* District Mayor Anthony A. Williams's effort to appoint the Board of Education--so he would be responsible for the success or failure of schools--was soundly rejected by the D.C. Council. Instead, the council gave preliminary approval to a plan that preserves the elected panel while also shrinking it. Council member Jim Graham (D-Ward 1) said the school board has to be both democratically elected and held accountable.

* Telling aides that he would "blow up" the system that serves mentally retarded residents, Mayor Williams fired five top managers. And then he said he would strip day-to-day supervision of mentally retarded wards from a District agency and temporarily hand the job to a coalition of private groups. "The entire mental retardation and developmental disabilities service delivery system . . . is incapable of providing quality service," concluded a study that began after accounts surfaced of unreported deaths in group homes.

* After almost three years as the top manager of Prince William County, Bern Ewert agreed to step down as county executive. Many residents liked Ewert because he tried to tame the sprawl overtaking the fast-growing area, but his headstrong ways antagonized several county supervisors.

* One of two Arlington 10-year-olds who allegedly put soap in their teacher's drinking water was sentenced to probation and counseling during a closed hearing, an official said. The second boy is to be sentenced next month.

-- Erica Johnston

Snow's Beauty and Its Beast

After a Dusting Snarls Traffic, a Blanket Becomes a Playground

First, it hardly snowed at all and Washington traffic was entrapped in near-total paralysis. Then a half-dozen inches of ready-for-sledding, snowball-packable crystals fell, and everything was just fine.

Go figure.

From the ridiculous: a five-hour commute from the District to Silver Spring. A stalled driver contemplating a pizza delivery--to her car. That was Tuesday.

To the sublime: snow of the lovely, fluffy variety. The kind that "completely changes the perspective of ordinary things," Silver Spring photographer Mike Morgan exulted Thursday, emerging from the woods at the C&O Canal in Great Falls. "It's spectacular."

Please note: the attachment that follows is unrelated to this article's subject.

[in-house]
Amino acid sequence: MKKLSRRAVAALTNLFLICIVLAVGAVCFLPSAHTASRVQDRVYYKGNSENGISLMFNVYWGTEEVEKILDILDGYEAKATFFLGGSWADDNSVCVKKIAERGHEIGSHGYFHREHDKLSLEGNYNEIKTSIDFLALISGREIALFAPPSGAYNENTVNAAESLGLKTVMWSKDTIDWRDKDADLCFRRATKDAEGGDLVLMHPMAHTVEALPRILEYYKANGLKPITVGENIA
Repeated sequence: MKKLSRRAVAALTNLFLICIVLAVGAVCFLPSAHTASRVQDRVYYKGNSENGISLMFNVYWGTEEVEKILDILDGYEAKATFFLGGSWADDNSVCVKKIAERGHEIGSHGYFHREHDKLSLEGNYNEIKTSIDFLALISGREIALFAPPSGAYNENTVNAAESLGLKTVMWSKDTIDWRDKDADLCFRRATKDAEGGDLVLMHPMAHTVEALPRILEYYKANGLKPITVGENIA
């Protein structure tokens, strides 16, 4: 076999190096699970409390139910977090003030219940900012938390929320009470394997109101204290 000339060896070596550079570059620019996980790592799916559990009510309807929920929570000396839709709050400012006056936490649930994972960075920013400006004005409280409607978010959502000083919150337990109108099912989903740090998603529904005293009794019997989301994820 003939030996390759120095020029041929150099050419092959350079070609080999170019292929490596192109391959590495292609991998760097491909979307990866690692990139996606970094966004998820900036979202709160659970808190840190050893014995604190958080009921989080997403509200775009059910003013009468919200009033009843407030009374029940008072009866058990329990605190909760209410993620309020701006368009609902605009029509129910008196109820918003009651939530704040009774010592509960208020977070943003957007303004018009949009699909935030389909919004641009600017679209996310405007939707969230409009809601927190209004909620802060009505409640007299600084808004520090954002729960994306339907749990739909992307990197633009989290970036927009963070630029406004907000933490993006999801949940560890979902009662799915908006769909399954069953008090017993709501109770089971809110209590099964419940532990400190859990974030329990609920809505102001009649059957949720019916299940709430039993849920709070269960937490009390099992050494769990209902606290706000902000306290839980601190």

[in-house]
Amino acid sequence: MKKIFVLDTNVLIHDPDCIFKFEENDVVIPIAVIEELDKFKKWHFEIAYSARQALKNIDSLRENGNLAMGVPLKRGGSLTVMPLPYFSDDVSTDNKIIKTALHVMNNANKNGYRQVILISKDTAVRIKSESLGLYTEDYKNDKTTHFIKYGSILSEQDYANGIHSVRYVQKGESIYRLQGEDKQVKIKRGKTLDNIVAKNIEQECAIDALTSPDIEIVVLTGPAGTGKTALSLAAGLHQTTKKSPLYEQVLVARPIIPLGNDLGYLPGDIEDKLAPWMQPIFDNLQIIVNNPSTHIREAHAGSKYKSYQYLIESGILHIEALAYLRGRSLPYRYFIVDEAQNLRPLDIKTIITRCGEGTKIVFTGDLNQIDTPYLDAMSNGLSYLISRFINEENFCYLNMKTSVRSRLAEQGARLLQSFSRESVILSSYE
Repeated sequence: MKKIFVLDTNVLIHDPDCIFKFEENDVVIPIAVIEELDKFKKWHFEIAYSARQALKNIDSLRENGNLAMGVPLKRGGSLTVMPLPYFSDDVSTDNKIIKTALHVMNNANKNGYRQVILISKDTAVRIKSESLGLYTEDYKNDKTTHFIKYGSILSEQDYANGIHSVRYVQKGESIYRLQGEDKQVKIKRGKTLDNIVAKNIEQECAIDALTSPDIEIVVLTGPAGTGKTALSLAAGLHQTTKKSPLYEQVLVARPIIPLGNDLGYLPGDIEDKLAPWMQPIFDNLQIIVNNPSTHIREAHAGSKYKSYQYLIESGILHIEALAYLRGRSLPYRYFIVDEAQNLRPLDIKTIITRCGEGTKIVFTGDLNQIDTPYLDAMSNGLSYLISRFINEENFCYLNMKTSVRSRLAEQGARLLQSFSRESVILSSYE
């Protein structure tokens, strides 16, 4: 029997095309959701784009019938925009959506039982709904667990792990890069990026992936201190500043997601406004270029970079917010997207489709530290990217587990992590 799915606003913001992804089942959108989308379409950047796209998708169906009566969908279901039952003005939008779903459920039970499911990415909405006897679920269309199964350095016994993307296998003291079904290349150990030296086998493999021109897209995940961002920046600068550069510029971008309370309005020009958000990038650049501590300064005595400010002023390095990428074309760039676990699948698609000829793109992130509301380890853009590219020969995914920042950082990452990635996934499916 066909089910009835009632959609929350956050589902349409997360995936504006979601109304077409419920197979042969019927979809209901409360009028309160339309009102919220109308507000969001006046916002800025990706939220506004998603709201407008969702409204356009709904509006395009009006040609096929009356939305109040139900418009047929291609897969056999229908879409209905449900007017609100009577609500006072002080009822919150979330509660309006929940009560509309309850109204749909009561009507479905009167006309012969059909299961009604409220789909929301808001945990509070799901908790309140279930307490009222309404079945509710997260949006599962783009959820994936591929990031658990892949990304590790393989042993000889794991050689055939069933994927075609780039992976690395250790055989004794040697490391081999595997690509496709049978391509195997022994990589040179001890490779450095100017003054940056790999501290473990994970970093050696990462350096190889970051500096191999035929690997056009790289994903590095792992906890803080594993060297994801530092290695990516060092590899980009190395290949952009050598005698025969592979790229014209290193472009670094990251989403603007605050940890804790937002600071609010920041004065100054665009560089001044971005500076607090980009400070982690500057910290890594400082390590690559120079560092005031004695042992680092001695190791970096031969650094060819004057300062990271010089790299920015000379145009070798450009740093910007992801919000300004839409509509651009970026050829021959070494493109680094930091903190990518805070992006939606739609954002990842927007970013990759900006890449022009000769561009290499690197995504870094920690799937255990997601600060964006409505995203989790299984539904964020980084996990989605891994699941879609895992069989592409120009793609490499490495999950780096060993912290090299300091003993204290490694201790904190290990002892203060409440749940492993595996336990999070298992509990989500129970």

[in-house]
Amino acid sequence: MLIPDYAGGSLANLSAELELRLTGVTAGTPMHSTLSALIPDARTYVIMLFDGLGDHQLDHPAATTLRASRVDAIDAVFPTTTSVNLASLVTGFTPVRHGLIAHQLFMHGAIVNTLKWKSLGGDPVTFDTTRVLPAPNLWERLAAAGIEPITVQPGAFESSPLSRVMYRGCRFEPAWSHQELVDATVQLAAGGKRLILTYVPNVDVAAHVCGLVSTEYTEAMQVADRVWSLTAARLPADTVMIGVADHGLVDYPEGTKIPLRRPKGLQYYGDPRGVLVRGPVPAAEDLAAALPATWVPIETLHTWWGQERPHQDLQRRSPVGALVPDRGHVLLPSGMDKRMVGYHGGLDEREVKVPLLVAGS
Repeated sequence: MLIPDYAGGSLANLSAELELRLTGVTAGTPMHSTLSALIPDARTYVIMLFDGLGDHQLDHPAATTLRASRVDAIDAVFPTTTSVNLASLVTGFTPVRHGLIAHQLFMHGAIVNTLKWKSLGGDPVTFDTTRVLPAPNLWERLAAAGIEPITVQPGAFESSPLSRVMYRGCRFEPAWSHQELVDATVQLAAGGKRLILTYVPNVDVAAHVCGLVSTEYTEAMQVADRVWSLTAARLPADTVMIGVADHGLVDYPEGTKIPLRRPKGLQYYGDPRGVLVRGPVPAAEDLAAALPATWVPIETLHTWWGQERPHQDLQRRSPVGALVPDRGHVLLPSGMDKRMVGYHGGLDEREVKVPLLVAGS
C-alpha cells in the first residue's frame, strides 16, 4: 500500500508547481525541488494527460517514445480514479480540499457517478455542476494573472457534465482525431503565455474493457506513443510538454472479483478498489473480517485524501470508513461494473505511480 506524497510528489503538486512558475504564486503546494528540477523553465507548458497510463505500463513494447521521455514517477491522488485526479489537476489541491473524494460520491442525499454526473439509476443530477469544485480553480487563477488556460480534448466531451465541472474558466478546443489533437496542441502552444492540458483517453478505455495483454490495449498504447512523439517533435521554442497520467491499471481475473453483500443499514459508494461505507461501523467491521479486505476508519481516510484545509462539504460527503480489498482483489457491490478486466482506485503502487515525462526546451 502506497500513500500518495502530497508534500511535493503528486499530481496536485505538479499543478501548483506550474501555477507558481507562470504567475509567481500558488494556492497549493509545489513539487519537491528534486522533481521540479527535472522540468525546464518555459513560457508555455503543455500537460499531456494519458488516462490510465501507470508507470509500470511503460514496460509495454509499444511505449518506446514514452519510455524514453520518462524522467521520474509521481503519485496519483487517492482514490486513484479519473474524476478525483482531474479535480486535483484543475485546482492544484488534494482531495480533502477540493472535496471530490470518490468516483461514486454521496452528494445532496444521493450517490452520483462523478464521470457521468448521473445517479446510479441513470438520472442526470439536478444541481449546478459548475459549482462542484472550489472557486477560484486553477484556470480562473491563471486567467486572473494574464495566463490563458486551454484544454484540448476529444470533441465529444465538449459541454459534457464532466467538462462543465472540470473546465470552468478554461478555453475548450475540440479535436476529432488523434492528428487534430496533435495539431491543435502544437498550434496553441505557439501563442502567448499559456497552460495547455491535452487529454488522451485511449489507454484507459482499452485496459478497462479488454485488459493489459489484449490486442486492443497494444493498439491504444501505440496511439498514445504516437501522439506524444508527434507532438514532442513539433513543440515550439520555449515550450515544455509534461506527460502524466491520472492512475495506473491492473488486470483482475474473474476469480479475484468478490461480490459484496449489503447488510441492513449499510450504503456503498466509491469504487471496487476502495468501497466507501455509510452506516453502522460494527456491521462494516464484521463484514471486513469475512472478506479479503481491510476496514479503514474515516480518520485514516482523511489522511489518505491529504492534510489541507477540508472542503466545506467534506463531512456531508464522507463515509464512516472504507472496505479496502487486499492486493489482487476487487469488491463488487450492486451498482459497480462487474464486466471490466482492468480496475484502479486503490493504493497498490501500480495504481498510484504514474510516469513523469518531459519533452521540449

The powder came courtesy, presumably, of Leesburg students whose teacher gave them a rather unusual assignment. "We did the snow dance last night," explained Michael Patania, 11. "We put our pajamas on inside out and backwards and walked around the house saying, 'Snow, snow, snow.' Our teacher told us to."

The teacher might want to knock it off. More of the white stuff is expected this week.

Jumping for Jordan

Wizards, Downtown D.C. Bank on NBA Superstar

Sure, Michael Jordan is one of the best basketball players of all time. And sure, he can out-compete and out-charm nearly anyone. But can he lift a team from the depths and bring new vitality to an entire city?

Why not? He's done it before.

As swiftly as he swept into his new role as part-owner and president of basketball operations for the Washington Wizards, the man who led the Chicago Bulls to six National Basketball Association championships raised hopes sky-high.

"He makes everybody better," said Wizards majority owner Abe Pollin. "He will not accept losing. He's going to get the best out of everybody."

And the expectations don't stop there. Some say the potent potion of Jordan's celebrity and the high-tech dollars flowing into Washington's sports franchises will attract further development.

"This is all contagious," said Douglas Jemal, a landowner in the neighborhood surrounding the Wizards' arena, MCI Center. "Jordan is a nightclub, he's fashion, he's Nike, he's everything. . . . We all know that while the downtown area should be coming back, it hasn't happened yet. Now it will."

CAPTION: Joe Kreck, who recently moved to Falls Church, examines his precariously balanced car. He said he forgot to turn and ran his car over a wall.

CAPTION: Kurt Kidd takes 6-year-old Kevin Tatum sledding at Springwoods Elementary School in Lake Ridge.

CAPTION: Michael Jordan is a new part-owner of the Wizards.